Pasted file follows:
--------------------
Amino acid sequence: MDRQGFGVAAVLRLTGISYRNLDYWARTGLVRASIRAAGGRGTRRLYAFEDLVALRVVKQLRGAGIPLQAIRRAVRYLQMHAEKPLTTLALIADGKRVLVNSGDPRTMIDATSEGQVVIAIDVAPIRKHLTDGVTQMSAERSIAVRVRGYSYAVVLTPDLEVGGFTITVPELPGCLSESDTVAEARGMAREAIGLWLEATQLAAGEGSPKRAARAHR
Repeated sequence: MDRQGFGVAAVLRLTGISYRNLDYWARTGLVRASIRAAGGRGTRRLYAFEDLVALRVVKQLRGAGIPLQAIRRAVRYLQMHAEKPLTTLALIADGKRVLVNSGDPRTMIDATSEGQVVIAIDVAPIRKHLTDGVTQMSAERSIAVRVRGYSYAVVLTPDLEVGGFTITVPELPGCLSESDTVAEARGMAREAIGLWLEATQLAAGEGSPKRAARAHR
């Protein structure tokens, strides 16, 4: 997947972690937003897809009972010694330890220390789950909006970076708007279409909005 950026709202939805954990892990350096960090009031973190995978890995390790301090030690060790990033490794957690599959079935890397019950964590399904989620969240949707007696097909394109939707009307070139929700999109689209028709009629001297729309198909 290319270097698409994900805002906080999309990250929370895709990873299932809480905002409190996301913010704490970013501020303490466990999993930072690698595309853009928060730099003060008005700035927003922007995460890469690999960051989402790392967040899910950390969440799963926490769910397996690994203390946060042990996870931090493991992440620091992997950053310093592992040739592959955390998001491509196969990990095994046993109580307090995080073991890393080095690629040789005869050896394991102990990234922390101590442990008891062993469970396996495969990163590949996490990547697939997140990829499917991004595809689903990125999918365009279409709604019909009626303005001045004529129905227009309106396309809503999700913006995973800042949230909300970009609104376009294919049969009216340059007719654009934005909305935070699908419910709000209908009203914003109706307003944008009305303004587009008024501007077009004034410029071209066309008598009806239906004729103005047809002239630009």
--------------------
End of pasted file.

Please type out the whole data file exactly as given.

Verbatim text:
Amino acid sequence: MDRQGFGVAAVLRLTGISYRNLDYWARTGLVRASIRAAGGRGTRRLYAFEDLVALRVVKQLRGAGIPLQAIRRAVRYLQMHAEKPLTTLALIADGKRVLVNSGDPRTMIDATSEGQVVIAIDVAPIRKHLTDGVTQMSAERSIAVRVRGYSYAVVLTPDLEVGGFTITVPELPGCLSESDTVAEARGMAREAIGLWLEATQLAAGEGSPKRAARAHR
Repeated sequence: MDRQGFGVAAVLRLTGISYRNLDYWARTGLVRASIRAAGGRGTRRLYAFEDLVALRVVKQLRGAGIPLQAIRRAVRYLQMHAEKPLTTLALIADGKRVLVNSGDPRTMIDATSEGQVVIAIDVAPIRKHLTDGVTQMSAERSIAVRVRGYSYAVVLTPDLEVGGFTITVPELPGCLSESDTVAEARGMAREAIGLWLEATQLAAGEGSPKRAARAHR
């Protein structure tokens, strides 16, 4: 997947972690937003897809009972010694330890220390789950909006970076708007279409909005 950026709202939805954990892990350096960090009031973190995978890995390790301090030690060790990033490794957690599959079935890397019950964590399904989620969240949707007696097909394109939707009307070139929700999109689209028709009629001297729309198909 290319270097698409994900805002906080999309990250929370895709990873299932809480905002409190996301913010704490970013501020303490466990999993930072690698595309853009928060730099003060008005700035927003922007995460890469690999960051989402790392967040899910950390969440799963926490769910397996690994203390946060042990996870931090493991992440620091992997950053310093592992040739592959955390998001491509196969990990095994046993109580307090995080073991890393080095690629040789005869050896394991102990990234922390101590442990008891062993469970396996495969990163590949996490990547697939997140990829499917991004595809689903990125999918365009279409709604019909009626303005001045004529129905227009309106396309809503999700913006995973800042949230909300970009609104376009294919049969009216340059007719654009934005909305935070699908419910709000209908009203914003109706307003944008009305303004587009008024501007077009004034410029071209066309008598009806239906004729103005047809002239630009």